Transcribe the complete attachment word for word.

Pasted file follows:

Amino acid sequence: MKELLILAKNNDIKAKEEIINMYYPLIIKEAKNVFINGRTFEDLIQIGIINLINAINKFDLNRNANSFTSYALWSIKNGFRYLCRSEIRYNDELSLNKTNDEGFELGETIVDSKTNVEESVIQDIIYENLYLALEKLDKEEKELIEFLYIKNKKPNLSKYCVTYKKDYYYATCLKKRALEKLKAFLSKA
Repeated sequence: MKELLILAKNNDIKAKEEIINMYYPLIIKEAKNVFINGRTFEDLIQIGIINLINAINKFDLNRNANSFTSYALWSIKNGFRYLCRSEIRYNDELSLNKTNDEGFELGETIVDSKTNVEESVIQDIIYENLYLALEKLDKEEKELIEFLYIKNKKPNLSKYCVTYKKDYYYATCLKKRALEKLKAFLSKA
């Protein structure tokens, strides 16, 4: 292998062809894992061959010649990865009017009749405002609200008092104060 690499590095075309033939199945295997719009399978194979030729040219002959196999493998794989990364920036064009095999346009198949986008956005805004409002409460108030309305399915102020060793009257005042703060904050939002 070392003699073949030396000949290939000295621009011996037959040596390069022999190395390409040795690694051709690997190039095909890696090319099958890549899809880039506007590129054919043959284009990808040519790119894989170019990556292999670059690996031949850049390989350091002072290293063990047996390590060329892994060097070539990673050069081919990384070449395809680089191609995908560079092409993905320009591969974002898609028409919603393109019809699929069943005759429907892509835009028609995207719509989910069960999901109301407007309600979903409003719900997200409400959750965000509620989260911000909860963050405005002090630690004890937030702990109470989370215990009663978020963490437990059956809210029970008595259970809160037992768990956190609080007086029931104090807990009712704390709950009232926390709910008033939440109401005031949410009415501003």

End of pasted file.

Amino acid sequence: MKELLILAKNNDIKAKEEIINMYYPLIIKEAKNVFINGRTFEDLIQIGIINLINAINKFDLNRNANSFTSYALWSIKNGFRYLCRSEIRYNDELSLNKTNDEGFELGETIVDSKTNVEESVIQDIIYENLYLALEKLDKEEKELIEFLYIKNKKPNLSKYCVTYKKDYYYATCLKKRALEKLKAFLSKA
Repeated sequence: MKELLILAKNNDIKAKEEIINMYYPLIIKEAKNVFINGRTFEDLIQIGIINLINAINKFDLNRNANSFTSYALWSIKNGFRYLCRSEIRYNDELSLNKTNDEGFELGETIVDSKTNVEESVIQDIIYENLYLALEKLDKEEKELIEFLYIKNKKPNLSKYCVTYKKDYYYATCLKKRALEKLKAFLSKA
């Protein structure tokens, strides 16, 4: 292998062809894992061959010649990865009017009749405002609200008092104060 690499590095075309033939199945295997719009399978194979030729040219002959196999493998794989990364920036064009095999346009198949986008956005805004409002409460108030309305399915102020060793009257005042703060904050939002 070392003699073949030396000949290939000295621009011996037959040596390069022999190395390409040795690694051709690997190039095909890696090319099958890549899809880039506007590129054919043959284009990808040519790119894989170019990556292999670059690996031949850049390989350091002072290293063990047996390590060329892994060097070539990673050069081919990384070449395809680089191609995908560079092409993905320009591969974002898609028409919603393109019809699929069943005759429907892509835009028609995207719509989910069960999901109301407007309600979903409003719900997200409400959750965000509620989260911000909860963050405005002090630690004890937030702990109470989370215990009663978020963490437990059956809210029970008595259970809160037992768990956190609080007086029931104090807990009712704390709950009232926390709910008033939440109401005031949410009415501003």